[Discuss-sudbury-model] testing and sudbury valley

From: Barbara Walker <brainfest_at_yahoo.com>
Date: Fri Mar 18 14:06:00 2005

In West Virginia, the only requirement for private
schools and home schools to be legal is a minimum
average score (I think 50% norm) on annual
standardized testing of all children. That's one
number, an average of the scores for all the students.
 For home schools, portfolio assessment by any
certified teacher is an allowable alternative. There
may be a way for a private school to use the portfolio
assessment alternative. Of course, one could argue,
this also interferes with freedom.

One option would be to discuss in a school meeting the
legal obligations of of the school, whether the school
members want the school to be legal, or pursue change
in the law, perhaps to eventually participate in an
act of civil disobedience. The school does not exist
in a vacuum. We live in this state, and we have these
laws. Part of democracy is to follow even the laws
one disagrees with, even while working to change them.
 The members of the school might decide to take the
test, rather than take on the huge task of changing
the law. I dare say the work and risk of changing the
law takes a lot more time and energy than sitting down
and filling in circles for two days.

The school could have this discussion annually. At
some point, it might be time to fight the fight.

I think free children could come up with lots of
interesting ways to fulfill the letter of the law,
without allowing it to interfere with their overall
sense of freedom and responsibility. I know a lot of
homeschooled children who see the two days of testing
as a big game, and don't care at all about their
scores. And it is just not that hard to meet the
requirements of the law. In fact, some students could
probably refuse to take the test on the grounds that
it interferes with their own beliefs, and the school
as a whole could still meet the requirements of the

I'm not sure about the automatic holding back part,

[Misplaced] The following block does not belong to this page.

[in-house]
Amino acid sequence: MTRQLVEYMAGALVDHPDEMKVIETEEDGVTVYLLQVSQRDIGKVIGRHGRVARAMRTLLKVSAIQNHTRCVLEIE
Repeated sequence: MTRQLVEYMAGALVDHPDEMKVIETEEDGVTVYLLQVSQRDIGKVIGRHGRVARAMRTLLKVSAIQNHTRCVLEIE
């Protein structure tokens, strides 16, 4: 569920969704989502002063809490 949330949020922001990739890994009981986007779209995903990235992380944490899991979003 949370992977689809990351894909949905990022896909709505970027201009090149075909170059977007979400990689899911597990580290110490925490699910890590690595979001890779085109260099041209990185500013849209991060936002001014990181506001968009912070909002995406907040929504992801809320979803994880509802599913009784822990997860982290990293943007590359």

but since there are no grades, one could on paper,
hold the child back and then the next year, have them
skip a grade. Or have them graduate a year "early"
because they have met the requirements. One thing
children can learn living outside the box of the State
education system is learning how to not allow the
State's labels be their own labels.

The portfolio option is also quite doable, and for
many children enjoyable. All that is involved, on the
simplest level, is saving examples of the student's
work (even if everyone else in the world calls it
play) and showing the certified teacher (it's
generally not hard to find one who has SVS
sensibilities) that the student has learned and grown
over the year. Since healthy free children can't help
but grow and learn, this is not that hard to show. :)
 When I did it with my unschooled children, I kept
short notes to show the wide range of discussion
topics we covered, as my son learned mostly by reading
and talking with whoever would listen. You could say
that having to keep these notes is interference, but
it wasn't enough interference for me to feel the need
to spend a lot of time and energy hiring a lawyer and
going after the law, with one possible outcome being
worse laws.

There is also a third option for homeschools, which is
"an alternative method agreed upon between the parents
and the superintendent." I learned in college that
the rules always had exceptions, and the way to go
about breaking a rule is to ask up the hierarchy for
permission to meet the spirit of the rule in some
other way. If you can convince someone with authority
to sign a paper saying you meet the requirements of
the law in *this* way, you have no worries.

Having worked in a bureaucracy, I can tell you that
CYA is the name of the game. In a way, there isn't
really anyone in power who honestly cares
about the overall health of the students; they believe
that the rules were made to insure that, and their job
is to care about whether the rules are being followed.
 This is a grossly oversimplified statement, as I'm
sure there are people who care. Those are the ones
you can find to help you make the exceptions to the

*Unless* you have the people power to go after a real
change in the laws. But that has to be done with what
I call a hundred year attitude. Whenever I am asking
the State to make a change in the law that requires a
paradigm shift, I recall that it took a hundred years
of the Women's Suffrage Act being introduced to the US
congress before women were finally allowed to vote.
It is going to take a long time to convince lawmakers
that standardized testing as a method of assessing
children, rather than a way to hold schools
accountable, is wrong. Even as a way to hold schools
accountable, it is a poor method.

By the way, I'm new here. I live in Morgantown, West
Virginia, and have had an SVS dream for a long, long


"You can't have freedom without... whatchamacallit."
-Ben, age 10

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Received on Fri Mar 18 2005 - 14:05:10 EST

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